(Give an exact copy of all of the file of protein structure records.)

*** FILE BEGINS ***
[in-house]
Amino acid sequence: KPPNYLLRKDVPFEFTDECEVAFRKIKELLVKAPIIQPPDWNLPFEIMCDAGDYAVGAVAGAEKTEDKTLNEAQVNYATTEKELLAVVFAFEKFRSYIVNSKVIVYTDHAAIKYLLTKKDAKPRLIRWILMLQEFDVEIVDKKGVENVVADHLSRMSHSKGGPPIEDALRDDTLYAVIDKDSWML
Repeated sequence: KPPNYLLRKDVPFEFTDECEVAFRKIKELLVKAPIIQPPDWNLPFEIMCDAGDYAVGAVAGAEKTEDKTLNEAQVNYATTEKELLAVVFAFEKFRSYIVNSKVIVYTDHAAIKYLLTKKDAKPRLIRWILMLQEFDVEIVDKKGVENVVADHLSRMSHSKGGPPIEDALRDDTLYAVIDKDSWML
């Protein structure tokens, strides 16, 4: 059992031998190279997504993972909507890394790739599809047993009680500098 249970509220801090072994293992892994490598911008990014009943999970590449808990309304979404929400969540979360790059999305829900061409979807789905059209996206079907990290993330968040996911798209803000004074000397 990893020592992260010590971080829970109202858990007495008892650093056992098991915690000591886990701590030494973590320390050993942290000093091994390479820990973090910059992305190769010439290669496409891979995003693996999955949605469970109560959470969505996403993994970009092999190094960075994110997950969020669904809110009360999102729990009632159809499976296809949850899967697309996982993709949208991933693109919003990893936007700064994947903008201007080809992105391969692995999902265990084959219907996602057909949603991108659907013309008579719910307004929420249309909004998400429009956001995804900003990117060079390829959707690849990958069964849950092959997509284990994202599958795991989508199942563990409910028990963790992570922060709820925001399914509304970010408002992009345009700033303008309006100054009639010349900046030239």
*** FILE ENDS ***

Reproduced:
[in-house]
Amino acid sequence: KPPNYLLRKDVPFEFTDECEVAFRKIKELLVKAPIIQPPDWNLPFEIMCDAGDYAVGAVAGAEKTEDKTLNEAQVNYATTEKELLAVVFAFEKFRSYIVNSKVIVYTDHAAIKYLLTKKDAKPRLIRWILMLQEFDVEIVDKKGVENVVADHLSRMSHSKGGPPIEDALRDDTLYAVIDKDSWML
Repeated sequence: KPPNYLLRKDVPFEFTDECEVAFRKIKELLVKAPIIQPPDWNLPFEIMCDAGDYAVGAVAGAEKTEDKTLNEAQVNYATTEKELLAVVFAFEKFRSYIVNSKVIVYTDHAAIKYLLTKKDAKPRLIRWILMLQEFDVEIVDKKGVENVVADHLSRMSHSKGGPPIEDALRDDTLYAVIDKDSWML
């Protein structure tokens, strides 16, 4: 059992031998190279997504993972909507890394790739599809047993009680500098 249970509220801090072994293992892994490598911008990014009943999970590449808990309304979404929400969540979360790059999305829900061409979807789905059209996206079907990290993330968040996911798209803000004074000397 990893020592992260010590971080829970109202858990007495008892650093056992098991915690000591886990701590030494973590320390050993942290000093091994390479820990973090910059992305190769010439290669496409891979995003693996999955949605469970109560959470969505996403993994970009092999190094960075994110997950969020669904809110009360999102729990009632159809499976296809949850899967697309996982993709949208991933693109919003990893936007700064994947903008201007080809992105391969692995999902265990084959219907996602057909949603991108659907013309008579719910307004929420249309909004998400429009956001995804900003990117060079390829959707690849990958069964849950092959997509284990994202599958795991989508199942563990409910028990963790992570922060709820925001399914509304970010408002992009345009700033303008309006100054009639010349900046030239």